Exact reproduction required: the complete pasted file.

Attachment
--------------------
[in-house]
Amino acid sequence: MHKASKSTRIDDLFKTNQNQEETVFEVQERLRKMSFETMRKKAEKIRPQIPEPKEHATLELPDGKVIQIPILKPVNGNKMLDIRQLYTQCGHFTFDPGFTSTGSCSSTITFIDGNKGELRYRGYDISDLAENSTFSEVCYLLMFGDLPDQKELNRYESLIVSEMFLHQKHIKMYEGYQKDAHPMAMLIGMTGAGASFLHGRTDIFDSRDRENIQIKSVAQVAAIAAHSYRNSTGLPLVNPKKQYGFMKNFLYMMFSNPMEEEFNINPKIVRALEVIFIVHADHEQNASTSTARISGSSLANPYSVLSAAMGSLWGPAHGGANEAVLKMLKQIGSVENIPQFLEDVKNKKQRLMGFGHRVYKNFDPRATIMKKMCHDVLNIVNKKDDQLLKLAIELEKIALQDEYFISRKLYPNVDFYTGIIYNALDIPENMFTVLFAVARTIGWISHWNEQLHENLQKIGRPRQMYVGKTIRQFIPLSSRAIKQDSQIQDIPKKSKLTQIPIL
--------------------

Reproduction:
[in-house]
Amino acid sequence: MHKASKSTRIDDLFKTNQNQEETVFEVQERLRKMSFETMRKKAEKIRPQIPEPKEHATLELPDGKVIQIPILKPVNGNKMLDIRQLYTQCGHFTFDPGFTSTGSCSSTITFIDGNKGELRYRGYDISDLAENSTFSEVCYLLMFGDLPDQKELNRYESLIVSEMFLHQKHIKMYEGYQKDAHPMAMLIGMTGAGASFLHGRTDIFDSRDRENIQIKSVAQVAAIAAHSYRNSTGLPLVNPKKQYGFMKNFLYMMFSNPMEEEFNINPKIVRALEVIFIVHADHEQNASTSTARISGSSLANPYSVLSAAMGSLWGPAHGGANEAVLKMLKQIGSVENIPQFLEDVKNKKQRLMGFGHRVYKNFDPRATIMKKMCHDVLNIVNKKDDQLLKLAIELEKIALQDEYFISRKLYPNVDFYTGIIYNALDIPENMFTVLFAVARTIGWISHWNEQLHENLQKIGRPRQMYVGKTIRQFIPLSSRAIKQDSQIQDIPKKSKLTQIPIL